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Greatest British Olympics Field Events Stars

By: Scott McBride - Updated: 7 Nov 2012 | comments*Discuss
 
Sanderson Olympics Los Angeles Games

Tessa Sanderson took part in six Olympics but is remembered for one - the Los Angeles Games in 1984 when she became the first and, as yet, only British woman to win a throwing event.

Sanderson, born in Saint Elizabeth, Jamaica on 14th March 1956, arrived in England as a child of six. She was a teenager when she made her Commonwealth Games debut at Christchurch in 1974 and was fifth in the javelin with a throw of 48.54 metres.

At the 1976 Montreal Olympics, Sanderson began an incredible run that would see her compete in six consecutive Games. Only two women have featured at more Olympics, namely Jamaican sprinter Merlene Ottey (1980-2004) and Swedish fencer Kerstin Palm (1964-1988) who were both at seven, but neither won a gold medal.

Olympic Debut

Sanderson was 10th on her Olympic debut, but two years later she began to collect medals. She threw 61.34m to win gold at the Edmonton Commonwealth Games and 62.40m to take silver behind East Germany's Ruth Fuchs at the European Championships in Prague. As a result, expectations were high when Sanderson travelled to Moscow for the 1980 Olympics, but she failed to qualify for the final.

One of British sport's great rivalries was established when Fatima Whitbread burst onto the scene at the 1983 World Championships in Helsinki, throwing 69.14m to take the silver medal with Sanderson back in fourth. It was that bitter rivalry and her determination to make amends for the Moscow debacle that spurred Sanderson on to gold in Los Angeles the following year.

None of the main contenders were in perfect physical shape for the Olympic final. Sanderson had struggled with a long-term Achilles problem, Whitbread was returning after a stomach operation and Finland's Tiina Lillak, the world record holder and world champion, had a stress fracture in her foot. Sanderson could not match the physique of her rivals and had to rely on speed and technique to win. She threw an Olympic record 69.56m in the first round and it was never bettered. Lillak took silver and Whitbread bronze.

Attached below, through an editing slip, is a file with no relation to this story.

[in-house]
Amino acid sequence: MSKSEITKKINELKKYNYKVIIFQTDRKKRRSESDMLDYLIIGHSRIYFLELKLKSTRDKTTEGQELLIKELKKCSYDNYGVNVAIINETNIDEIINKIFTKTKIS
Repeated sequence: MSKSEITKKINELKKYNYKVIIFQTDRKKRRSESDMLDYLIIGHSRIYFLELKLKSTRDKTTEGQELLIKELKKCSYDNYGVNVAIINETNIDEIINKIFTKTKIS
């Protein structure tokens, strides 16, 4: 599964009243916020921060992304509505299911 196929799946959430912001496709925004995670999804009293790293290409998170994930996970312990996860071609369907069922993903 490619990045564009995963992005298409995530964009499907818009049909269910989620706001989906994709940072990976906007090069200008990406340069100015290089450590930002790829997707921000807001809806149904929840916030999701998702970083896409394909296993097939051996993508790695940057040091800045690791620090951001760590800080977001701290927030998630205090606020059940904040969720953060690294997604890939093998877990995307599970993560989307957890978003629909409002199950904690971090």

Battle for Supremacy

The battle for supremacy between Sanderson and Whitbread continued to rage. Sanderson won the 1986 Commonwealth Games in Edinburgh with a throw of 69.80m, with Whitbread second in 68.54m. But later that summer, Whitbread broke the world record with 77.44m in the qualifying round at the European Championships in Stuttgart and won the final with 76.32m.

The following year, Whitbread threw a World Championship record 76.64m to win gold in Rome, with Sanderson back in fourth, and when Sanderson failed to qualify for the final at the Seoul Olympics in 1988 it looked as though the balance of power had shifted for good.

But Whitbread could only take silver behind East Germany's Petra Felke and was never able to match Sanderson's Olympic achievement. Sanderson bounced back to win the 1990 Commonwealth Games in Auckland with 65.72m and finished fourth at the 1992 Barcelona Olympics. She bowed out at the 1996 Atlanta Games, aged 40.

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